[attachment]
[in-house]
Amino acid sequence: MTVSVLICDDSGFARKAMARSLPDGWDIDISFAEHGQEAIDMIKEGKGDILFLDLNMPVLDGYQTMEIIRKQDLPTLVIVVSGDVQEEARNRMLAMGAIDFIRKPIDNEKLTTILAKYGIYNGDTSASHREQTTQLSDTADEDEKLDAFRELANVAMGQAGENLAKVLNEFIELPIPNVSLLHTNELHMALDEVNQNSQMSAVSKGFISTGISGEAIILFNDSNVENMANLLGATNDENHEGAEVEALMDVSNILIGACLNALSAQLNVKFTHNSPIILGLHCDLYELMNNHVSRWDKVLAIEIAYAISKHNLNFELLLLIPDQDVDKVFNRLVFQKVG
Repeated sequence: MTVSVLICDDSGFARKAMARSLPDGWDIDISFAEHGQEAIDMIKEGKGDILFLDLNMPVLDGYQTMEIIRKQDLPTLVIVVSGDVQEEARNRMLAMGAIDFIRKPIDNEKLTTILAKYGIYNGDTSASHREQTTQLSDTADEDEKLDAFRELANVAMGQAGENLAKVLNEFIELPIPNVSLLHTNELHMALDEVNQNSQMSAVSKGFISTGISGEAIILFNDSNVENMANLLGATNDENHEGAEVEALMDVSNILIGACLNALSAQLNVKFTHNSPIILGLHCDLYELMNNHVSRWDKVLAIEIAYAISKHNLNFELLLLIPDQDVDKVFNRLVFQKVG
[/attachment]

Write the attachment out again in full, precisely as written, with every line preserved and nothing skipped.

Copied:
[in-house]
Amino acid sequence: MTVSVLICDDSGFARKAMARSLPDGWDIDISFAEHGQEAIDMIKEGKGDILFLDLNMPVLDGYQTMEIIRKQDLPTLVIVVSGDVQEEARNRMLAMGAIDFIRKPIDNEKLTTILAKYGIYNGDTSASHREQTTQLSDTADEDEKLDAFRELANVAMGQAGENLAKVLNEFIELPIPNVSLLHTNELHMALDEVNQNSQMSAVSKGFISTGISGEAIILFNDSNVENMANLLGATNDENHEGAEVEALMDVSNILIGACLNALSAQLNVKFTHNSPIILGLHCDLYELMNNHVSRWDKVLAIEIAYAISKHNLNFELLLLIPDQDVDKVFNRLVFQKVG
Repeated sequence: MTVSVLICDDSGFARKAMARSLPDGWDIDISFAEHGQEAIDMIKEGKGDILFLDLNMPVLDGYQTMEIIRKQDLPTLVIVVSGDVQEEARNRMLAMGAIDFIRKPIDNEKLTTILAKYGIYNGDTSASHREQTTQLSDTADEDEKLDAFRELANVAMGQAGENLAKVLNEFIELPIPNVSLLHTNELHMALDEVNQNSQMSAVSKGFISTGISGEAIILFNDSNVENMANLLGATNDENHEGAEVEALMDVSNILIGACLNALSAQLNVKFTHNSPIILGLHCDLYELMNNHVSRWDKVLAIEIAYAISKHNLNFELLLLIPDQDVDKVFNRLVFQKVG